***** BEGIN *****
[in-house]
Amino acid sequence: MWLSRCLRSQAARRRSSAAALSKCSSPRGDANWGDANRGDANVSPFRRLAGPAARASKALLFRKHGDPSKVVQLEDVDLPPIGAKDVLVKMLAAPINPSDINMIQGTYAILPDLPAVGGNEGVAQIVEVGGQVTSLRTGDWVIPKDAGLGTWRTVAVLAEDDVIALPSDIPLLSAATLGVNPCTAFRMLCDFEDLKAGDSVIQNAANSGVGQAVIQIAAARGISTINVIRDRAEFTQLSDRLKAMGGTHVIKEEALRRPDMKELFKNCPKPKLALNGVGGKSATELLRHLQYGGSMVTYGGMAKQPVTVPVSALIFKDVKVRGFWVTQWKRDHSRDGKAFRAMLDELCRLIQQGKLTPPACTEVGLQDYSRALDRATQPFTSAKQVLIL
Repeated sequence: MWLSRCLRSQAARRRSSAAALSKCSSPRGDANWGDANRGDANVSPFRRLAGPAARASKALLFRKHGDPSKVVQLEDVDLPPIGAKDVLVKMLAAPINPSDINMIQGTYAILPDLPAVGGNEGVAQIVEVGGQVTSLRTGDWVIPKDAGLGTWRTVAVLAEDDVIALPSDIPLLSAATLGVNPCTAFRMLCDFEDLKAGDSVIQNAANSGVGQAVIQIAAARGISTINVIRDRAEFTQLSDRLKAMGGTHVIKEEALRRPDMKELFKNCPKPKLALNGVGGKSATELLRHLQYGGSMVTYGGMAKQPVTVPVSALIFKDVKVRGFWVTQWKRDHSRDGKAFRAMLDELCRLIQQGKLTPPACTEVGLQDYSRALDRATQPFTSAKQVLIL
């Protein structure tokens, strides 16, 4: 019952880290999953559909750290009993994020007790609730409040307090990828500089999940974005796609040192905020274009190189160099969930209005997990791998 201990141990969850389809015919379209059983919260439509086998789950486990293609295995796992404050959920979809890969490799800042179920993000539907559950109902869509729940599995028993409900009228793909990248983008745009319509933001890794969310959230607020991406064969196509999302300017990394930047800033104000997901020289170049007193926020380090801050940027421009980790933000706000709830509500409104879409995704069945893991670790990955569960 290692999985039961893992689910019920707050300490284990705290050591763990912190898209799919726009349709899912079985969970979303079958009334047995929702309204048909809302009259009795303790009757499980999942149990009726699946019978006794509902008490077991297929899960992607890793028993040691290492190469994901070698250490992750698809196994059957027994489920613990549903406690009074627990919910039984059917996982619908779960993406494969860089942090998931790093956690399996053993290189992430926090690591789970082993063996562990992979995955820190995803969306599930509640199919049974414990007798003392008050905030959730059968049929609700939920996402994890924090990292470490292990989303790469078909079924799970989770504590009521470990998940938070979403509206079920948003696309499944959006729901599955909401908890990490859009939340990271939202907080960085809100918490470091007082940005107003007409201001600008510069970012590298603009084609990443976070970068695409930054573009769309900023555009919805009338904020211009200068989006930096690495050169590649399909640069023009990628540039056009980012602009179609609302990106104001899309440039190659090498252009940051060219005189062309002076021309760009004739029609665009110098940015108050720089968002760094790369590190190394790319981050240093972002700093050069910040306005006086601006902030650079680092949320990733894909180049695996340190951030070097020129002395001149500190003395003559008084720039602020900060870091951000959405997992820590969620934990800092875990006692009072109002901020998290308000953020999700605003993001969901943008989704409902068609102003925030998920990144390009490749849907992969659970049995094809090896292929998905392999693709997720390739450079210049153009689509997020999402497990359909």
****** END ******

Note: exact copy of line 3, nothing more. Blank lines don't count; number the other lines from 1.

Repeated sequence: MWLSRCLRSQAARRRSSAAALSKCSSPRGDANWGDANRGDANVSPFRRLAGPAARASKALLFRKHGDPSKVVQLEDVDLPPIGAKDVLVKMLAAPINPSDINMIQGTYAILPDLPAVGGNEGVAQIVEVGGQVTSLRTGDWVIPKDAGLGTWRTVAVLAEDDVIALPSDIPLLSAATLGVNPCTAFRMLCDFEDLKAGDSVIQNAANSGVGQAVIQIAAARGISTINVIRDRAEFTQLSDRLKAMGGTHVIKEEALRRPDMKELFKNCPKPKLALNGVGGKSATELLRHLQYGGSMVTYGGMAKQPVTVPVSALIFKDVKVRGFWVTQWKRDHSRDGKAFRAMLDELCRLIQQGKLTPPACTEVGLQDYSRALDRATQPFTSAKQVLIL